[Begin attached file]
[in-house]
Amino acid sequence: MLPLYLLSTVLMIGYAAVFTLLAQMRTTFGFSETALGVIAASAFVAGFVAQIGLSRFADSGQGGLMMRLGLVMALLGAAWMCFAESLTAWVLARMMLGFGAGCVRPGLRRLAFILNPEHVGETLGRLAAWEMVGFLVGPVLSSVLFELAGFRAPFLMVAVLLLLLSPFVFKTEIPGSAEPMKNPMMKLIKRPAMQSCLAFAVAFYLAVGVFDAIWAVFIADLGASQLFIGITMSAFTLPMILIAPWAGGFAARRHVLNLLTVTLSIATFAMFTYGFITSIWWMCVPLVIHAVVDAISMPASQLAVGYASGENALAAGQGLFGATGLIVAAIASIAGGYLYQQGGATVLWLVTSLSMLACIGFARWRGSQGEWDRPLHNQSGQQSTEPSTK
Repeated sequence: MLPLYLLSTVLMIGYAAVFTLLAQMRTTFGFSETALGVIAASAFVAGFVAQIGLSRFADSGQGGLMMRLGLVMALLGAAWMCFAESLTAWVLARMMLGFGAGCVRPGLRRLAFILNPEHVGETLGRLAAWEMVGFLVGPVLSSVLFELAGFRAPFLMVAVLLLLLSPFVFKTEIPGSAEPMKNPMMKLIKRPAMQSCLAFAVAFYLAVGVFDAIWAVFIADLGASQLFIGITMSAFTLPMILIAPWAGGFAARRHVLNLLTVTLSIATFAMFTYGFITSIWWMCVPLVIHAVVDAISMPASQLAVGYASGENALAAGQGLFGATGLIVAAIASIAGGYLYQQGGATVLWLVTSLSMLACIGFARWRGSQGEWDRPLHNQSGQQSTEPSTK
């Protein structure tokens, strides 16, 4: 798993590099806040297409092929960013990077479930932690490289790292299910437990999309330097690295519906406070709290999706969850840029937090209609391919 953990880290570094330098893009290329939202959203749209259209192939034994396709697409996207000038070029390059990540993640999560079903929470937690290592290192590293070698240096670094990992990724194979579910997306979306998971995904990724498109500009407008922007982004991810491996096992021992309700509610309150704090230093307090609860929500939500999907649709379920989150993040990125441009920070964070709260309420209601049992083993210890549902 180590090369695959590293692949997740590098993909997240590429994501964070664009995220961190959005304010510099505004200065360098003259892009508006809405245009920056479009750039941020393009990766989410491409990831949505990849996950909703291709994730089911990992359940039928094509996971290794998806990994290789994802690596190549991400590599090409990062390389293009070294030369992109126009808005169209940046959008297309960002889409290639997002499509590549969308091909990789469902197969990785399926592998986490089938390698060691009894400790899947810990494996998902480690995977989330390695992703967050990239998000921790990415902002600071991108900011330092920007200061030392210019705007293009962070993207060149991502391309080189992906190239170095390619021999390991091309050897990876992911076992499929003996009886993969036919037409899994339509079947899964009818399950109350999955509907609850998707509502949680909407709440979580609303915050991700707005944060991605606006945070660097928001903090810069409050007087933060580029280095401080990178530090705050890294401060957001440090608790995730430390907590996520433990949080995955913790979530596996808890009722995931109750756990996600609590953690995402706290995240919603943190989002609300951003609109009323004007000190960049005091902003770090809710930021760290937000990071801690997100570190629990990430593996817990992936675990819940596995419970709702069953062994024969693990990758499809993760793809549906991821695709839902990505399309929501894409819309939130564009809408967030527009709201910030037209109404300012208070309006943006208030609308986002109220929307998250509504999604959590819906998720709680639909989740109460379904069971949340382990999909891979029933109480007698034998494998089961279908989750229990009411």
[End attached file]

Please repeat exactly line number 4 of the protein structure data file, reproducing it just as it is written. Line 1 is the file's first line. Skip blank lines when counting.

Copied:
């Protein structure tokens, strides 16, 4: 798993590099806040297409092929960013990077479930932690490289790292299910437990999309330097690295519906406070709290999706969850840029937090209609391919 953990880290570094330098893009290329939202959203749209259209192939034994396709697409996207000038070029390059990540993640999560079903929470937690290592290192590293070698240096670094990992990724194979579910997306979306998971995904990724498109500009407008922007982004991810491996096992021992309700509610309150704090230093307090609860929500939500999907649709379920989150993040990125441009920070964070709260309420209601049992083993210890549902 180590090369695959590293692949997740590098993909997240590429994501964070664009995220961190959005304010510099505004200065360098003259892009508006809405245009920056479009750039941020393009990766989410491409990831949505990849996950909703291709994730089911990992359940039928094509996971290794998806990994290789994802690596190549991400590599090409990062390389293009070294030369992109126009808005169209940046959008297309960002889409290639997002499509590549969308091909990789469902197969990785399926592998986490089938390698060691009894400790899947810990494996998902480690995977989330390695992703967050990239998000921790990415902002600071991108900011330092920007200061030392210019705007293009962070993207060149991502391309080189992906190239170095390619021999390991091309050897990876992911076992499929003996009886993969036919037409899994339509079947899964009818399950109350999955509907609850998707509502949680909407709440979580609303915050991700707005944060991605606006945070660097928001903090810069409050007087933060580029280095401080990178530090705050890294401060957001440090608790995730430390907590996520433990949080995955913790979530596996808890009722995931109750756990996600609590953690995402706290995240919603943190989002609300951003609109009323004007000190960049005091902003770090809710930021760290937000990071801690997100570190629990990430593996817990992936675990819940596995419970709702069953062994024969693990990758499809993760793809549906991821695709839902990505399309929501894409819309939130564009809408967030527009709201910030037209109404300012208070309006943006208030609308986002109220929307998250509504999604959590819906998720709680639909989740109460379904069971949340382990999909891979029933109480007698034998494998089961279908989750229990009411």